Although effective treatment for Alzheimer's disease (AD) has been slow to emerge, there has been substantial progress in identifying AD risk factors and developing treatments that might delay or prevent onset of the disease. In a special issue of the Journal of Alzheimer's Disease, "Basics of Alzheimer's Disease Prevention," researchers report on key findings that point towards possible significant interventions.
The significance of "Basics of Alzheimer's Disease Prevention" is that it provides for the first time, a strategic blueprint using the 4 pillars of preventive medicine. These pillars are:
Guest editor Jack C. de la Torre, MD, PhD, from the Center for Alzheimer's Research, Banner Sun Health Research Institute, Sun City, Arizona, USA, has assembled a collection of 24 articles that address these four pillars of AD prevention.
According to Dr. de la Torre, "Just as the harmful consequences of cervical cancer, pancreatitis, severe anemia, and acute renal failure can be generally improved through routine lab test detection and administration of appropriate therapy, so too can preclinical AD become responsive to early detection of risk factors and targeted treatments aimed at reducing the severity and progress of the discovered pathology. Unlike the potentially lethal disorders stated above, people with AD have no effective treatment options -- prevention thus becomes the alternate and essential primary weapon to combat this disease."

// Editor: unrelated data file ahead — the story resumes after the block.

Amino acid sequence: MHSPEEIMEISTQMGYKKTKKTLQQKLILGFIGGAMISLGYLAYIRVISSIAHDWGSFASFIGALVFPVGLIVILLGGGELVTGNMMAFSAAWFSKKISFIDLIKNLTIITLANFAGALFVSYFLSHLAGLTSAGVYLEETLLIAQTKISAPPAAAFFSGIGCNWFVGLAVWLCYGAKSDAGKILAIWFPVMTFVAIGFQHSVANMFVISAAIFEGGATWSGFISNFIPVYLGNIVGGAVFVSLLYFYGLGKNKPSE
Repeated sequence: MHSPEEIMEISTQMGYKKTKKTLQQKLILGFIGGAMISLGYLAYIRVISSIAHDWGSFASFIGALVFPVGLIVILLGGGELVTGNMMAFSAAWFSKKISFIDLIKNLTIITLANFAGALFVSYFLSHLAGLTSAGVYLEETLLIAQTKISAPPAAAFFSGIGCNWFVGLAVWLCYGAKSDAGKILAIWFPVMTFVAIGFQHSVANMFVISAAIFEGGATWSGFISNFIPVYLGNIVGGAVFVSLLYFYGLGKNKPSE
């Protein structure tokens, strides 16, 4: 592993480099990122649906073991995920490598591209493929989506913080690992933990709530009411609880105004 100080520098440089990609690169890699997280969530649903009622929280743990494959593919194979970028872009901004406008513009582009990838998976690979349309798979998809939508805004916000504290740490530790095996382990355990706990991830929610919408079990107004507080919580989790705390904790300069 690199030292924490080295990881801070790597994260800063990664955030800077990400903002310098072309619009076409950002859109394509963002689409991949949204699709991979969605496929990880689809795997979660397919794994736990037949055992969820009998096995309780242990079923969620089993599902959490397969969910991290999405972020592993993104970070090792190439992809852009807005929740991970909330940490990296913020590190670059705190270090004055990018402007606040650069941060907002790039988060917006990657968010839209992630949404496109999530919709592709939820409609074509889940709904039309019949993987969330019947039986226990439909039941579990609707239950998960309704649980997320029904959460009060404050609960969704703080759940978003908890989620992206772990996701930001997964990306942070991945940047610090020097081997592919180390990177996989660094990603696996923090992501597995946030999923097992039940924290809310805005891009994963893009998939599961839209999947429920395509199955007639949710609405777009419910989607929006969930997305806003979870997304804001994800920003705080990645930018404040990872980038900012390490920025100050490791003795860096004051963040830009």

The strategies proposed offer a realistic hope to the millions of people who face a range of maladies associated with aging and cognitive decline -- including multiple risk factors that can culminate in dementia. This approach of knowledge-to-action using evidence-based medical decisions to opt for the most judicious treatments or management of patients when risk factors to AD are discovered, as reviewed in this issue, should become a gold standard of clinical practice.
Collectively, the contributing authors advocate an AD preventive plan that would incorporate:
The information contained in this Special Issue will be fundamental to recognizing, managing and reducing the major risk factors for AD, a process which should take the sting out of the growing prevalence of this dementia in years to come. The articles will be of interest to anyone involved in the care, management or treatment of AD and to those who wish to learn more about this form of dementia.
"Moving AD from inevitable to avoidable is what we are all hoping for as we understand the disease," commented George Perry, PhD and and Mark A. Smith, PhD, Editors-in-Chief of the Journal of Alzheimer's Disease.
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